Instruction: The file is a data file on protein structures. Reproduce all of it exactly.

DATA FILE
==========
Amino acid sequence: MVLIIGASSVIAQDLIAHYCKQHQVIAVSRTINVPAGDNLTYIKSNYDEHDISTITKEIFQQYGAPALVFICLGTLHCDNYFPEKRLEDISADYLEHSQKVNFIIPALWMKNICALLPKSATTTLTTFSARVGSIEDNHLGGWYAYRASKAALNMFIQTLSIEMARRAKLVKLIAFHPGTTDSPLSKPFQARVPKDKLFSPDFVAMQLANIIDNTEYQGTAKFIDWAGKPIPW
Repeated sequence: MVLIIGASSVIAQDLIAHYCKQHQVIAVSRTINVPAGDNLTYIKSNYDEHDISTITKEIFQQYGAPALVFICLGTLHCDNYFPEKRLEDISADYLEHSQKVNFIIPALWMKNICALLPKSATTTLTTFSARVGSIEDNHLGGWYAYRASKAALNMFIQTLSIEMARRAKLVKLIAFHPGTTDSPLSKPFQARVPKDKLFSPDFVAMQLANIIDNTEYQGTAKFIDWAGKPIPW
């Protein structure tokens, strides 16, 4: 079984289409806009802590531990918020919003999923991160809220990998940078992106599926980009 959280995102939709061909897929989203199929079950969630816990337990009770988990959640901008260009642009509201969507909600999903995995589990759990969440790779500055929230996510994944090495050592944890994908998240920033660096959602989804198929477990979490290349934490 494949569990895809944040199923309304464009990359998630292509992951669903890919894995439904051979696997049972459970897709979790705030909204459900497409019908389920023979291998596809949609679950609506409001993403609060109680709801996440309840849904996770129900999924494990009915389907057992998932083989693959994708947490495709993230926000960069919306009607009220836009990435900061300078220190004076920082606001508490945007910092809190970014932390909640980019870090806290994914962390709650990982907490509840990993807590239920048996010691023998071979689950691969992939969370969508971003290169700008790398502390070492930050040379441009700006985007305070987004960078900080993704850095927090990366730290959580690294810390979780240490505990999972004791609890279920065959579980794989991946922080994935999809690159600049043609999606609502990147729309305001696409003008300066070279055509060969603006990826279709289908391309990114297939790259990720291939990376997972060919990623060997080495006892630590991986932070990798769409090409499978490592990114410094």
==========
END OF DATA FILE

Amino acid sequence: MVLIIGASSVIAQDLIAHYCKQHQVIAVSRTINVPAGDNLTYIKSNYDEHDISTITKEIFQQYGAPALVFICLGTLHCDNYFPEKRLEDISADYLEHSQKVNFIIPALWMKNICALLPKSATTTLTTFSARVGSIEDNHLGGWYAYRASKAALNMFIQTLSIEMARRAKLVKLIAFHPGTTDSPLSKPFQARVPKDKLFSPDFVAMQLANIIDNTEYQGTAKFIDWAGKPIPW
Repeated sequence: MVLIIGASSVIAQDLIAHYCKQHQVIAVSRTINVPAGDNLTYIKSNYDEHDISTITKEIFQQYGAPALVFICLGTLHCDNYFPEKRLEDISADYLEHSQKVNFIIPALWMKNICALLPKSATTTLTTFSARVGSIEDNHLGGWYAYRASKAALNMFIQTLSIEMARRAKLVKLIAFHPGTTDSPLSKPFQARVPKDKLFSPDFVAMQLANIIDNTEYQGTAKFIDWAGKPIPW
């Protein structure tokens, strides 16, 4: 079984289409806009802590531990918020919003999923991160809220990998940078992106599926980009 959280995102939709061909897929989203199929079950969630816990337990009770988990959640901008260009642009509201969507909600999903995995589990759990969440790779500055929230996510994944090495050592944890994908998240920033660096959602989804198929477990979490290349934490 494949569990895809944040199923309304464009990359998630292509992951669903890919894995439904051979696997049972459970897709979790705030909204459900497409019908389920023979291998596809949609679950609506409001993403609060109680709801996440309840849904996770129900999924494990009915389907057992998932083989693959994708947490495709993230926000960069919306009607009220836009990435900061300078220190004076920082606001508490945007910092809190970014932390909640980019870090806290994914962390709650990982907490509840990993807590239920048996010691023998071979689950691969992939969370969508971003290169700008790398502390070492930050040379441009700006985007305070987004960078900080993704850095927090990366730290959580690294810390979780240490505990999972004791609890279920065959579980794989991946922080994935999809690159600049043609999606609502990147729309305001696409003008300066070279055509060969603006990826279709289908391309990114297939790259990720291939990376997972060919990623060997080495006892630590991986932070990798769409090409499978490592990114410094």